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  • Polyethylene
    • North America

Continuous extrusion blow molding:
In the continuous process, a stationary extruder plasticizes and pushes molten polymer through the head to form a continuous parison. For large part blow molding, accumulators are used to prevent sagging of the parison.

Intermittent blow molding:
In the intermittent process, the melt is accumulated in the barrel and pushed out in one shot. Intermittent blow molding is used in the fabrication of dairy bottles, amongst other applications, because of its high production speed.

Co-extrusion blow molding:
Co-extrusion blow molding makes it possible to combine materials with different properties to create a finished product most suitable for a particular application. This process can be used to fabricate products which contain several layers in their wall structures. The various parts of the structure can be optimized for the best balance between properties and cost.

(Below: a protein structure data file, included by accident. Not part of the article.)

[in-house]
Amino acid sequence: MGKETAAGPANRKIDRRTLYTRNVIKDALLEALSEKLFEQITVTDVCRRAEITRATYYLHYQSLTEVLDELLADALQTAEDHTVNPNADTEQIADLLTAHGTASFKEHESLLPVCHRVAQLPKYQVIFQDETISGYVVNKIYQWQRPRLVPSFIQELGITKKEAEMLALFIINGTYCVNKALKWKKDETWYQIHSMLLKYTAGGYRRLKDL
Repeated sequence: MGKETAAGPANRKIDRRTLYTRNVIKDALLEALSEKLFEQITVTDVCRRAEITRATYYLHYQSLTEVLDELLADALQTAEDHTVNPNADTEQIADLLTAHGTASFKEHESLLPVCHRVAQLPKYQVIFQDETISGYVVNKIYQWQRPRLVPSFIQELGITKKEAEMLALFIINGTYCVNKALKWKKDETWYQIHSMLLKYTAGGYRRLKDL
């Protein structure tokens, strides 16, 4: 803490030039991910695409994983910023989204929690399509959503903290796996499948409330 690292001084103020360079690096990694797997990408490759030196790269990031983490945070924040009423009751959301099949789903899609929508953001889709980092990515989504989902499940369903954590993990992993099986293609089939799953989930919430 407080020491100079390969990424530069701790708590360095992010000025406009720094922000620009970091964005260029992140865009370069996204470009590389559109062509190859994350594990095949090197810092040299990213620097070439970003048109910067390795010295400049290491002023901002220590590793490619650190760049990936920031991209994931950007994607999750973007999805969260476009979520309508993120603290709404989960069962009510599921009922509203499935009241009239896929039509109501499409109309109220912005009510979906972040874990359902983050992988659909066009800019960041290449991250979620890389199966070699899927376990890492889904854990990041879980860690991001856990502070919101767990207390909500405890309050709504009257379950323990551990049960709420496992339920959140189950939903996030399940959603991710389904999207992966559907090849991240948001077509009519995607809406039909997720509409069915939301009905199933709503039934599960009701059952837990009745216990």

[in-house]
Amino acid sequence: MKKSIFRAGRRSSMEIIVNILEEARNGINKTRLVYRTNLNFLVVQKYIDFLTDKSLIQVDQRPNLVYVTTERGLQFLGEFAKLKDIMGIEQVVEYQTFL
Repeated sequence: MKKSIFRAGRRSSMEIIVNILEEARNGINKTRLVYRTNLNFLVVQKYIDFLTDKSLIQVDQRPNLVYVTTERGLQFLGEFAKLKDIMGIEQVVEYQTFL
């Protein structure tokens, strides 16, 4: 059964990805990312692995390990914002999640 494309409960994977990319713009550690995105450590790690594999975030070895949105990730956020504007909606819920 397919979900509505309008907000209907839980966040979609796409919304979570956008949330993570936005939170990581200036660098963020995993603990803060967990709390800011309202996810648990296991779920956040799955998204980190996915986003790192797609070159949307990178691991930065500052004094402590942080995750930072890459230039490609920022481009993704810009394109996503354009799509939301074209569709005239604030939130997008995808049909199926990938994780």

Injection blow molding:
Injection blow molding starts with an injection molded pre-form, which is then reheated, and blown into its final shape in a mold.

Injection stretch blow molding:
Injection stretch blow molding starts with an injection molded pre-form which is reheated, and stretched with a pin while simultaneously being blown in a mold. This conversion process is typically used to produce PET bottles.

3-D blow molding:
3-D blow molding is a recent development in which a robot arm is used to position the parison in a three-dimensional mold, prior to being blown. Advantages are low trim-off, and the ability to produce complex shapes. It is typically used to produce automotive parts.